Scientists have now explained how, over the last century, humans have grown taller and reached sexual maturity earlier. Scientists have identified how the MC3R receptor in the brain senses the nutritional situation of the body, regulates puberty and growth rate in children, and promotes lean muscle mass. The research was published in the scientific journal Nature. The average height climbed by roughly 10 cm in the United Kingdom and up to 20 cm in other countries during the twentieth century. While scientists have long speculated that this phenomena could be linked to improved food security for pregnant women and children, the exact mechanism by which the body perceives its nutritional status and converts that information into growth and sexual maturation has remained a mystery.
The hormones leptin, produced in adipose (fat) cells, and insulin, released in response to changes in blood sugar levels, were already known to send messages to the brain to reflect the body’s nutritional situation. These hormones act on a tiny set of neurons that create signals termed melanocortins in the hypothalamus, a portion of the brain. Melanocortins bind to a number of different receptors, two of which are found in the brain. The melanocortin 4 receptor (MC4R), for example, has been found to regulate hunger, and a loss of MC4R leads in obesity; however, the MC4R system does not regulate the influence of diet on puberty growth and timing.
Now, a study led by researchers from the University of Cambridge‘s MRC Metabolic Diseases Unit and MRC Epidemiology Unit (both part of the Wellcome-MRC Institute of Metabolic Science) has discovered a role for the brain’s other melanocortin receptor, known as the melanocortin 3 receptor, with collaborators from Queen Mary University of London, University of Bristol, University of Michigan, and Vanderbilt University (MC3R). They discovered that the MC3R system regulates the release of critical hormones that regulate growth and sexual development in response to dietary signals.
To demonstrate the link in humans, the researchers looked for persons with naturally occurring genetic mutations that affect the function of the MC3R in the UK Biobank’s half-million volunteers. They studied a group of a few thousand people who had various mutations in the MC3R gene and discovered that they were on average shorter and entered puberty later than those who did not have the mutation. They found 812 women with the identical mutation in one of their two copies of the MC3R gene, for example. The receptor’s capacity to function was only partially harmed by this mutation. Despite this minor effect, women who carried the mutation were 4.7 months older at puberty on average than those who did not.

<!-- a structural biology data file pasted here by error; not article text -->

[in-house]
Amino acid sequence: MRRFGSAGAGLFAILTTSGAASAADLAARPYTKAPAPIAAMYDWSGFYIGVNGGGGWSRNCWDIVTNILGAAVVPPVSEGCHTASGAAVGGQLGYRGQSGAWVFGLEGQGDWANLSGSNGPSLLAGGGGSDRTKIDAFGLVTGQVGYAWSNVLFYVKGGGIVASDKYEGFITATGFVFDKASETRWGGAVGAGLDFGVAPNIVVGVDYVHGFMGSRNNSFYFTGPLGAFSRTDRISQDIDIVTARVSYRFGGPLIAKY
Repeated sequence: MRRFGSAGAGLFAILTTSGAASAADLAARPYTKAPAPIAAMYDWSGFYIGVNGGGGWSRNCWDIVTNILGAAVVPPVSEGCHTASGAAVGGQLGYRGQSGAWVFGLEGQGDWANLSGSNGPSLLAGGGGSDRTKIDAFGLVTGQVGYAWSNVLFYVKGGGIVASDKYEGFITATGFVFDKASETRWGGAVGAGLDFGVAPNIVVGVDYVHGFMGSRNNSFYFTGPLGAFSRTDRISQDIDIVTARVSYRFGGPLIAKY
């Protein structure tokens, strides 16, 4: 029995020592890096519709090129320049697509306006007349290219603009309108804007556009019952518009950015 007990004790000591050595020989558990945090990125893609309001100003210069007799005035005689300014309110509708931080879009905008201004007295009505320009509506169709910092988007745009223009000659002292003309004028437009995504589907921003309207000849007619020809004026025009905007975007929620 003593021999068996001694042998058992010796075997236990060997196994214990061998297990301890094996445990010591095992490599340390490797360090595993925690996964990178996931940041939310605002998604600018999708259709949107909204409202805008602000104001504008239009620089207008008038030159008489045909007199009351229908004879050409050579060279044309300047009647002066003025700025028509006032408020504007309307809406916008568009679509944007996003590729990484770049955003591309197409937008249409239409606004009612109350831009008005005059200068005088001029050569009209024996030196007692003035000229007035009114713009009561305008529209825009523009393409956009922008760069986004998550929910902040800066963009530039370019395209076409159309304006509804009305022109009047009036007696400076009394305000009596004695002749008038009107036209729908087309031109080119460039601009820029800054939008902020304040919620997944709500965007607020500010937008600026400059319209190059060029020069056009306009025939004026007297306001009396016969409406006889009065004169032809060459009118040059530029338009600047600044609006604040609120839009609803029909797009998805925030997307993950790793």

People with MC3R mutations were shorter and had less lean tissue, such as muscle, but it had no effect on how much fat they carried. They analysed over 6,000 participants from the Avon Longitudinal Study of Parents and Children (ALSPAC) to validate these findings in children, and found six children with MC3R mutations. Throughout childhood, the six children were shorter and had reduced lean mass and weight, indicating that this influence begins early in life. Only one of the two copies of the gene was mutated in all of the persons identified in these studies. Finding mutations in both copies of the gene is extremely rare, but the researchers were able to identify 1 individual with a very harmful mutation in both copies of the gene in another cohort of the Genes and Health project. This person was exceedingly short and did not reach puberty until he was 20 years old.